There is something about having a number as a goal that makes it a transforming game. The discipline of making yourself keep track encourages you to look throughout your day for little gifts that scream gratitude! My list includes everything from my mom’s voice and the steam from my morning tea to the breakdown of the car and the disappointment of a cancelled trip. Even the hard and stressful things you experience take on new meaning when you look at them with new eyes.

Why Leaders Struggle

People rarely leave jobs where they are appreciated. When there is a genuine appreciation of a person’s talents and contributions, there is low turn over, better outcomes and greater efficiency. Leaders primarily struggle with gratitude because they have already moved on to the next challenge. Their mind is moving the ball down the field to the goal line. Thus, they forget to vocalize their appreciation or recognize what good is happening all around them, because they are already down the road to the next fire.

Consider the firefighters who put out a huge fire. As they are dealing with the last of the hot embers and beginning to clean up, suddenly another fire breaks out across town. Leaving a clean-up crew behind to finish the job, they race across town and save a child just in the nick of time. Of course, they are held up by all the media attention and reporters; thus they return to the firehouse pumped up on adrenaline ready for more. What are the chances they go back to the clean-up crew and thank them for what a great job they did? It’s not that they are not grateful, they just got busy doing another life threatening feat.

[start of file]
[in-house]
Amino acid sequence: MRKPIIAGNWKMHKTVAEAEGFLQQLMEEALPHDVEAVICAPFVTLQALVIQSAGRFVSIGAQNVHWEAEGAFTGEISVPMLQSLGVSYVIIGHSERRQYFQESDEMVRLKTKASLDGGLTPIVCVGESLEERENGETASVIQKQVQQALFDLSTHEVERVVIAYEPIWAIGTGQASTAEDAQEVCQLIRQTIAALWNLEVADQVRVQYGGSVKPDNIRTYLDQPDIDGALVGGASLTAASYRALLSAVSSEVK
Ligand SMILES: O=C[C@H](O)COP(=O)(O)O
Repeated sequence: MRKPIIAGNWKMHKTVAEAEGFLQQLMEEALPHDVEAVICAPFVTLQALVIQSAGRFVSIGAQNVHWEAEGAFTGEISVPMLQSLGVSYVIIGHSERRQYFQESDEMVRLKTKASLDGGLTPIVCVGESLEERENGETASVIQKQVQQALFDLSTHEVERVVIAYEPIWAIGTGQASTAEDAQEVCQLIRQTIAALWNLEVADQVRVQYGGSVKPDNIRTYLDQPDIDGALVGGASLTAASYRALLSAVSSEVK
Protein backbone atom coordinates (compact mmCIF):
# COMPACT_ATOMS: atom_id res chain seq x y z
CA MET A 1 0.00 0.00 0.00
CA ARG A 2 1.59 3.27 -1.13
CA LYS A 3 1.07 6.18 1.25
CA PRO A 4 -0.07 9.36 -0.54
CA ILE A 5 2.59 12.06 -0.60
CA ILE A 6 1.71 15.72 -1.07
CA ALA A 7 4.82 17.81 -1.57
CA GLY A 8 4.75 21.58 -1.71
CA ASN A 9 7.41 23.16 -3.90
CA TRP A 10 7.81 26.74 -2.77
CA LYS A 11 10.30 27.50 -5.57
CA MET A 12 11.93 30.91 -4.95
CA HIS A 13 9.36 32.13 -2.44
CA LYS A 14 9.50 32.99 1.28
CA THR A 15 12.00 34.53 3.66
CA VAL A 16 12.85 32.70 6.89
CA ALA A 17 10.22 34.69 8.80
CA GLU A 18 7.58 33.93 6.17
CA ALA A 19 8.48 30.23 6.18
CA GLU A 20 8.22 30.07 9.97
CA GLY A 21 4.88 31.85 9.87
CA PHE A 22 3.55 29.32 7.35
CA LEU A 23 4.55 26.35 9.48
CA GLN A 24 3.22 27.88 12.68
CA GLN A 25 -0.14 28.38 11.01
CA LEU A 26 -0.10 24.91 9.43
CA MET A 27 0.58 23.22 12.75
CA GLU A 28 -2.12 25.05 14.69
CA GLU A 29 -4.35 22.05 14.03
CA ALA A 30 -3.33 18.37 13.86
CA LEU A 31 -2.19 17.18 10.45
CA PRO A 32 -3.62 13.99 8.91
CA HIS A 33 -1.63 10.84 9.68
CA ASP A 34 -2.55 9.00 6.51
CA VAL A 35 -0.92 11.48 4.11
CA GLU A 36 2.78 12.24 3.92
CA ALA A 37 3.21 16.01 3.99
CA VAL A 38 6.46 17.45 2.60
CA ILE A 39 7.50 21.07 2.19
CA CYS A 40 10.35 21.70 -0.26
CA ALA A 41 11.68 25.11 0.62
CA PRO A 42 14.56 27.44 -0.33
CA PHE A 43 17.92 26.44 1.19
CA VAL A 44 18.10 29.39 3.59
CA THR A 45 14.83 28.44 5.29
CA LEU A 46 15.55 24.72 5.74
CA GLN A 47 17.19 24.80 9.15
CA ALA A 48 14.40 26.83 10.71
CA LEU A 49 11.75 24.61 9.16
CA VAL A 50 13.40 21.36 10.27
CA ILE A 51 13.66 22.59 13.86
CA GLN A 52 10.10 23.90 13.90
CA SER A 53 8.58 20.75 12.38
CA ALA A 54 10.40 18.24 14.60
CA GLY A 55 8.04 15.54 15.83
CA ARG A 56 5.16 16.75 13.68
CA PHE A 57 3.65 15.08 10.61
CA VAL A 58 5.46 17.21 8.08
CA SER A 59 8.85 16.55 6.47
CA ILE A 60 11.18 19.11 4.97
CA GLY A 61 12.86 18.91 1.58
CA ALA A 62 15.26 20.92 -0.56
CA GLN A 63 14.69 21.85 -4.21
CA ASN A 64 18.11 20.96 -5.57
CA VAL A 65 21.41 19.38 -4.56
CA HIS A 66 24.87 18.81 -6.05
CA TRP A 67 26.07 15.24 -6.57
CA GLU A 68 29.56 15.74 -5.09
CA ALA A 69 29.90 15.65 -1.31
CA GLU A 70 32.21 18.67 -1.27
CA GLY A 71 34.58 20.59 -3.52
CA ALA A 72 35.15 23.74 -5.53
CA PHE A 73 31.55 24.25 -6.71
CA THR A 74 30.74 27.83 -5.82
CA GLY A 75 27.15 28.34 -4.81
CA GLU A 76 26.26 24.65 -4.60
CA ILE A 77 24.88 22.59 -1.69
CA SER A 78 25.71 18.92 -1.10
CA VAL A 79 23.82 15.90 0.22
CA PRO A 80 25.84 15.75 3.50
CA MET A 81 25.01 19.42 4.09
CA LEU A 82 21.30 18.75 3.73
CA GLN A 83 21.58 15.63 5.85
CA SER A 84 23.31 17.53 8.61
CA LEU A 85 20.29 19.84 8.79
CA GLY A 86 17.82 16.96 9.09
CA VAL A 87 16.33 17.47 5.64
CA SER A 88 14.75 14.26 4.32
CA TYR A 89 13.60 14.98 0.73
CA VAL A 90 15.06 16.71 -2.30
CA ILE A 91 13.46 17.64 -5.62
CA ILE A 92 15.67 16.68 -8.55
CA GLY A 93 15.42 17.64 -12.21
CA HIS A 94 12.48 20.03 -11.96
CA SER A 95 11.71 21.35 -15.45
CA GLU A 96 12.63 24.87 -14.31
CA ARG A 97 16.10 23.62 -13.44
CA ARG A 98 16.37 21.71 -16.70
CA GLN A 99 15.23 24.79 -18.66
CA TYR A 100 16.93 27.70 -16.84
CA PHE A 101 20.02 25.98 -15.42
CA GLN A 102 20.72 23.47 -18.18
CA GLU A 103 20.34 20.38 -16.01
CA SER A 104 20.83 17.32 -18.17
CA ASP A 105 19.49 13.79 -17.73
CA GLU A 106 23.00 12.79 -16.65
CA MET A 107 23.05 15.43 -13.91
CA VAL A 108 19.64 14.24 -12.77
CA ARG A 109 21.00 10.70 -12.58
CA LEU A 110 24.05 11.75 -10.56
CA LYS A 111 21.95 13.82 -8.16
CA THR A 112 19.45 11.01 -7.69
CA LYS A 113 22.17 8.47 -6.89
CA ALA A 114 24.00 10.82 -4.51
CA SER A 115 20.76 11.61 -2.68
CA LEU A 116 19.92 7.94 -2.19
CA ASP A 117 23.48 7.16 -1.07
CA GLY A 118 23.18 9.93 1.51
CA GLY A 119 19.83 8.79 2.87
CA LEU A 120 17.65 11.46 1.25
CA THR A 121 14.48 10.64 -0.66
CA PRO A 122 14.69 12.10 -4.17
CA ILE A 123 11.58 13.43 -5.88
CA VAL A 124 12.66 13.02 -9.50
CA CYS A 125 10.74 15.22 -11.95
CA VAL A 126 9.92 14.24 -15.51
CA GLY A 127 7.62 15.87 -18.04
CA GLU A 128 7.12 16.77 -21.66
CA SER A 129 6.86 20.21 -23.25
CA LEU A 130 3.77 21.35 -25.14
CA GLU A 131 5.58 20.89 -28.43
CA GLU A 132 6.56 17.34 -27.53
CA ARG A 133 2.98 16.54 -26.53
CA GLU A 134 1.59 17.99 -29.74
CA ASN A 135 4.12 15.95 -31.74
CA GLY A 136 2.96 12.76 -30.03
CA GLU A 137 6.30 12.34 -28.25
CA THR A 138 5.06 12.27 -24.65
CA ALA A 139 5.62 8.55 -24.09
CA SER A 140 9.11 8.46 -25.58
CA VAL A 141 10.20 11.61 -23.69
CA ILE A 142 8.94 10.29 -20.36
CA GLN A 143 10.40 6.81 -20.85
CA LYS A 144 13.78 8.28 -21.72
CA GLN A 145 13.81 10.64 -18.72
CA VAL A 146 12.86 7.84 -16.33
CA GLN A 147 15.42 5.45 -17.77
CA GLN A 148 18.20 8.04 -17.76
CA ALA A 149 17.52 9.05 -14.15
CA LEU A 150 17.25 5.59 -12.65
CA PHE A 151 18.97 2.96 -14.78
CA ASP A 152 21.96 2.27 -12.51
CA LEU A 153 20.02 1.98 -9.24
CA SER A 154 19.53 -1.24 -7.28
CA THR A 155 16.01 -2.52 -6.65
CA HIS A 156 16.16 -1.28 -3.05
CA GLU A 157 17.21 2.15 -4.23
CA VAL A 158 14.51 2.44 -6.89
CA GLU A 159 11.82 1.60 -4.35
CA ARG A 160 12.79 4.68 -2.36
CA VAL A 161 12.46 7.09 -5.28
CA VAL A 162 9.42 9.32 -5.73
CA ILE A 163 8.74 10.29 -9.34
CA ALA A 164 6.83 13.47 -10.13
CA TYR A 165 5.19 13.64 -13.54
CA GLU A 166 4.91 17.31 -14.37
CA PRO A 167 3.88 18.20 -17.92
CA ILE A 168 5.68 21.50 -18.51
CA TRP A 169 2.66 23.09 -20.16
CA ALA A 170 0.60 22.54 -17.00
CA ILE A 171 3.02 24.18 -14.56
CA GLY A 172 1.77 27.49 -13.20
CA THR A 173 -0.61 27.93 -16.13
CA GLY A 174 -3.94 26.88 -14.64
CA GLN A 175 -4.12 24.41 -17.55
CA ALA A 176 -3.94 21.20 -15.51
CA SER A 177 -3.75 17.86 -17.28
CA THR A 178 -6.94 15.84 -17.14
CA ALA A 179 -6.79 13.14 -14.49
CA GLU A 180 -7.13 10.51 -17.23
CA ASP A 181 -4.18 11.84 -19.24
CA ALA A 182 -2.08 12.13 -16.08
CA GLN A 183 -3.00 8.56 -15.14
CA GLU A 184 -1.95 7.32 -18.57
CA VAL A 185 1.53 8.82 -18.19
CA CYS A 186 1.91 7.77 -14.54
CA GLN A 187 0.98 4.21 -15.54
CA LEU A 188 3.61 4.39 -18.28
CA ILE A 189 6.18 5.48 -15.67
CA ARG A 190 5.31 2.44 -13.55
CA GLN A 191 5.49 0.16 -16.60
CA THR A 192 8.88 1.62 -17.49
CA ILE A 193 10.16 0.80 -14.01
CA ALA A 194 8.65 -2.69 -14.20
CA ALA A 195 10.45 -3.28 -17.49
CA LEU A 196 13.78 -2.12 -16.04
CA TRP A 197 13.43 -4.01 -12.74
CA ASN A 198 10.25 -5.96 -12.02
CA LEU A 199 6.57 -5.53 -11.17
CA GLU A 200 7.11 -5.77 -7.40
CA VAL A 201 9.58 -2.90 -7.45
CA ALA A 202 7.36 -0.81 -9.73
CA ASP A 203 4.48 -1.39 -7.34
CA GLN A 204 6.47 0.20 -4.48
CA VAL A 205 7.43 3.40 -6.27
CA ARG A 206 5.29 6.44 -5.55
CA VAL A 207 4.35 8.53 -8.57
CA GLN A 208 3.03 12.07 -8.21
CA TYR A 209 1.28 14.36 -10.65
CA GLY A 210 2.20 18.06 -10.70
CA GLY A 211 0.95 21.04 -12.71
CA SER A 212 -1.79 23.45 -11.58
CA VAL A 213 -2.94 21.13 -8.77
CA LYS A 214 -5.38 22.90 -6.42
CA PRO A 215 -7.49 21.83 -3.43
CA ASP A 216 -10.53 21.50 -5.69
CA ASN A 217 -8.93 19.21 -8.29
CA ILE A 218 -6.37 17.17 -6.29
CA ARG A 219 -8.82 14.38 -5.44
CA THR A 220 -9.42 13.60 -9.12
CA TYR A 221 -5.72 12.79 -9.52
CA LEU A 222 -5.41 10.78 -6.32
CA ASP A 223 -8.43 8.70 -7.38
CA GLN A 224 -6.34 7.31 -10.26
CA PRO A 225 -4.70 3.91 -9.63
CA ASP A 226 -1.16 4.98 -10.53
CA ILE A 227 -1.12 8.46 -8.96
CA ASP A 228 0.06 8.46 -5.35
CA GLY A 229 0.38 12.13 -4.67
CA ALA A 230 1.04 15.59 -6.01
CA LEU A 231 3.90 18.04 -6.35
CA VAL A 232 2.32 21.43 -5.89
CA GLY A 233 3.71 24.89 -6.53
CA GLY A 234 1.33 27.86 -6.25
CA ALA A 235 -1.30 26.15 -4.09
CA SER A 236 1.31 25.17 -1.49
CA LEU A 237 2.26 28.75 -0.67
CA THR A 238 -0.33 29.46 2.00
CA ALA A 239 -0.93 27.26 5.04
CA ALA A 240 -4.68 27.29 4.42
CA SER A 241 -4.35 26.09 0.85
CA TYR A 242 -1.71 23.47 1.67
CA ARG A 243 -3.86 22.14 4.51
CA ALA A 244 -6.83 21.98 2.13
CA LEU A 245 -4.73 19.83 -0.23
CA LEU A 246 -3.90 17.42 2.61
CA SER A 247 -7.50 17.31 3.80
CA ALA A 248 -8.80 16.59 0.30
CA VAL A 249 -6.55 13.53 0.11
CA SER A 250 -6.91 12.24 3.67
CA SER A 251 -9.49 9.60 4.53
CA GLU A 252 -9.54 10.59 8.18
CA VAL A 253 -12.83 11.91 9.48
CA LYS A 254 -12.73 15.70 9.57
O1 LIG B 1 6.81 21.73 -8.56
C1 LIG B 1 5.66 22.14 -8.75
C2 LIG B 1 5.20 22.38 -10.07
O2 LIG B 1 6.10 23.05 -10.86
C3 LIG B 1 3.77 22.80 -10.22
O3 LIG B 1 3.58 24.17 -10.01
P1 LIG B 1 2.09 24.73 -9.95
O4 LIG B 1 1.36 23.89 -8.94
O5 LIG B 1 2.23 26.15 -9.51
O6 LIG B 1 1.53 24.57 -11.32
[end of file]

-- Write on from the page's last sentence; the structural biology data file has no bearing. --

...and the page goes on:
What We Want From Our Leader

We want our leader to be out in front taking on challenges, putting out fires, and fixing what’s not going right. That is their strength and unique ability.

AND we also want them to take a few moments to reflect on what has been successful thus far, vocalize their gratitude for the diversity of talent and contribution of their team, and celebrate progress being made along the way.

It is usually not a natural thing for a leader (although wonderful when it is) to be intentional about vocalizing their praise and appreciation. Yet, it is transforming when they do. It transforms them as a leader and it absolutely transforms the people and the culture. Let’s be honest: it will only happen if there is intentionality. If you want it to work, it requires a measurable goal to track to with a meaningful return.

Therefore, I am going to help you be the best leader and person you can be with the True Life Leadership Challenge of 2012!

2012 Challenge

I’m inviting you to join me in identifying, naming, and writing down 2,012 things you are thankful for during the year of 2012. It is only 38 per week or 167 per month. For goodness sakes, it is less than six a day! AND this is a leap year, so you get an extra day to think up a few more. Get yourself a small journal that will capture your 2012 items. Or do what I do: turn my journal upside down and start from the back. It is larger so it holds three columns of 25 each.

Who Is In?

If you are in, I’d like to know below. I want to follow your success and learn from your list. Your gratitude items may help me look for something I would have missed otherwise. Come on, you busy people, it’s less than six items a day! This project has even inspired me to start a daily email “quote of the day” so I will remind you. (Besides, you can always get caught up as it is only 38 per week and there is always the four-day weekend at Thanksgiving if you fall behind!)

The transformation only happens, though, when you are consistent. Being consistent forces you to change your perspective and look for things that you would usually pass over. So join in and be accountable! Let me know below if you are in — and list your first six things to see how easy it is to get started. Let’s use the hashtag #2012thx on twitter and I would love to see you randomly post a few on our facebook page.

Maybe at Thanksgiving, we can share our transformation stories. I can’t wait!

Your Coach Is Grateful for You!